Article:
Clearly, values like these are a far cry from the fractional ohm values found in power generation sources, and they present unique challenges. In the circuit of Figure \(\PageIndex{3}\), the component labeled \(Z_{in}\) represents the input impedance of the associated amplifier. Typically, it would be highly resistive but the magnitude can vary quite a bit depending on the application. A guitar or bass amplifier may exhibit 1 M\(\Omega\) or more, while an auxiliary input on a home stereo might be 10 k\(\Omega\). What happens if you plug a guitar into your hi-fi? Obviously, this system creates a voltage divider between the internal impedance of the pickup and the input impedance of the amplifier, but more importantly, the divider is a function of frequency. At low frequencies like 100 Hz, the inductive reactance is small, around \(j600 \Omega \), and the signal loss to a 10 k\(\Omega\) input is not that great. On the other hand, at a high frequency such as 10 kHz, the inductive reactance will be over \(j60 k\Omega \) resulting in considerable signal loss. Thus, the high frequencies are reduced relative to the low frequencies. The sonic effect is akin to turning down the treble control — everything will seem muffled. If the input impedance is increased considerably, say by a factor of 100, then the voltage divider effect at all audible frequencies will be negligible and the the instrument will sound true to form. Finally, although this example shows a substantial inductance, it is possible for AC sources to have an associated capacitance, or even have negligible reactance (i.e., be purely resistive).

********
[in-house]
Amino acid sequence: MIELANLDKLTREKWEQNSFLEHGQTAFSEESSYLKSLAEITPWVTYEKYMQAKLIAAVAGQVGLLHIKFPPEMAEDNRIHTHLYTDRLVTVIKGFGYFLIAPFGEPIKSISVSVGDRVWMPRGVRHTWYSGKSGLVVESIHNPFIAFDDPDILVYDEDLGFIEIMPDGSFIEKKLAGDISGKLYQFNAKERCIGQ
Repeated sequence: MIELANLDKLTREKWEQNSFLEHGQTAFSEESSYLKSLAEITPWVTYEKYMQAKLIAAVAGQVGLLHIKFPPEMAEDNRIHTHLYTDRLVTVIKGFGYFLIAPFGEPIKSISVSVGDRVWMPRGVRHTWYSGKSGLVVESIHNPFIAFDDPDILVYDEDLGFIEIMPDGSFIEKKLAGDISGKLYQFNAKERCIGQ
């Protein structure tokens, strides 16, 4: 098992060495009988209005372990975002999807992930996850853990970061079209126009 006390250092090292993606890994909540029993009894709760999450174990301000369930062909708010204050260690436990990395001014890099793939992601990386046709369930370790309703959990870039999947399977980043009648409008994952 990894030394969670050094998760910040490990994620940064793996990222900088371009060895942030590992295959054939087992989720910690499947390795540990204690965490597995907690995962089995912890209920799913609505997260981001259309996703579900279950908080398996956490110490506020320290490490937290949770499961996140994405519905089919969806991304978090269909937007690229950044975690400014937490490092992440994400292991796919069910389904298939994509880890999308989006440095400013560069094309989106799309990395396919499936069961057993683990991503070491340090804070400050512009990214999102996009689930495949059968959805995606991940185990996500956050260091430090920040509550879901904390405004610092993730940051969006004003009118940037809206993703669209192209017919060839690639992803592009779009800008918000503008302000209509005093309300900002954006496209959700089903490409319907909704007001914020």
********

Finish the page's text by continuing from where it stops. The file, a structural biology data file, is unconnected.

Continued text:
For a current source, the improved model adds an impedance in parallel, as shown in Figure \(\PageIndex{4}\). This impedance sets an upper limit on the source's voltage output. If the output terminals are opened, the maximum voltage will no longer produce a huge voltage. Instead, it is dictated by Ohm's law to be the source current times the internal impedance, or \(I\cdot Z_{internal}\). This internal impedance will create some current divider effect with the attached load. To minimize this effect, the internal impedance should be as large as practicably possible. Thus,